The beginning at about four months, the stage of speech development in which the infant spontaneously utters various sounds at first unrelated tithe household language

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One-word stage

Stage is speech development where a child speaks single words

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Two-word stage

A child speaks mostly in two-word statements

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Telegraphic speech

Early speech stage in which a child speaks like a telegram, mostly nouns and verbs

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Aphasia

Impairment of language, left hemisphere damage

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Broca's area

Control's language expression, area of the frontal lobe, direct muscle movements involved in speech

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Wernicke's area

Controls language reception-a brain area involved in language comprehension and expression

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Linguistic determinism

Whorf's hypothesis that language determines the way we think

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Wolfgang Kohler

Conducted experiment to study insight in other animals with chimpanzee

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Amos Tversky and Daniel Kahneman

Cognitive psychologist did research on the representativeness and availability heuristics

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Daniel Kahneman

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86

Steven Pinker

Studied how people speak and the air pressure waves we give off

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Noam Chomsky

Argued that all languages share some basic elements, "universal grammar"

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Carl Wernjcke

Discovered that after damage to an area of the left temporal lobe people could speak only meaningless words

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Benjamin Lee Whorf

Contended that language determines the way we think, language itself shapes a person's basic ideas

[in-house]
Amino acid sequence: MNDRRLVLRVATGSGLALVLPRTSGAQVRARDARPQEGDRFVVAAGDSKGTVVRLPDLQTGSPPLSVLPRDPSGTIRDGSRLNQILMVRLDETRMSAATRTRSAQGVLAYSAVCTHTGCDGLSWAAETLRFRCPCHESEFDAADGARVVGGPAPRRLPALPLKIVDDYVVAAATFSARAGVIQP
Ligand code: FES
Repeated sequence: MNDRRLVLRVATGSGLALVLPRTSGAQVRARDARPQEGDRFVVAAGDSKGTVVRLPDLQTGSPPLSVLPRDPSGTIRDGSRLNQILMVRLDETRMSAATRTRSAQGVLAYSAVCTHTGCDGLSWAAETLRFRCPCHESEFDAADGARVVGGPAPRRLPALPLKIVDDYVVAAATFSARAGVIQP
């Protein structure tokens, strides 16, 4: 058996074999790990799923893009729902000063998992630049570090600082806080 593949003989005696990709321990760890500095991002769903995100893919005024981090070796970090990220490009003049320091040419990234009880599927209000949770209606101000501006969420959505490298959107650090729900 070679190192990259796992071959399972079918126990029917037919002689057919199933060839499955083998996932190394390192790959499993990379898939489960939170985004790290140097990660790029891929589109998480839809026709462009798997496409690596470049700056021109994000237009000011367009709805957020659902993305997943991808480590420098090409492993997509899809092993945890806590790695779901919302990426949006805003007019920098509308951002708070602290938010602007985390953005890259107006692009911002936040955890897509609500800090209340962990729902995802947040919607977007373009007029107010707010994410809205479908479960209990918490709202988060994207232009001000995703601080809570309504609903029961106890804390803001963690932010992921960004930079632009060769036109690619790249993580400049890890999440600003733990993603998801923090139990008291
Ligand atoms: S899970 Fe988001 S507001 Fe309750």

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Paul Broca

After Damage to an area of the left frontal lobe a person would struggle to speak words while still being able up song familiar songs and comprehend speech

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Jean Piaget

Studies led him to believe that a child's mind develops through a series of stages

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Lev Vygotsky

Emphasized how the child's mind grows through interaction with the social environment

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Konrad Lorenz

Explored rigid attachment process called imprinting

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Harry Harlow and Margaret Harlow

University of Wisconsin psychologists who bred monkeys for their studies

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Margaret Harlow

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Mary Ainsworth

Designed the strange situation experiment

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Diana Baumrind

Researched now children were based on their parents

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Carol Gilligan

Researched that females differed from males

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Albert Bandura

Conducted many experiences on conditioning and did lectures on the "psychology of chance encounters and life paths"

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Lawrence Kohlberg

Proposed that moral reasoning guides moral actions

101

Erik Erikson

Contended that each stage of life has its own psychosocial task, a crisis that needs resolution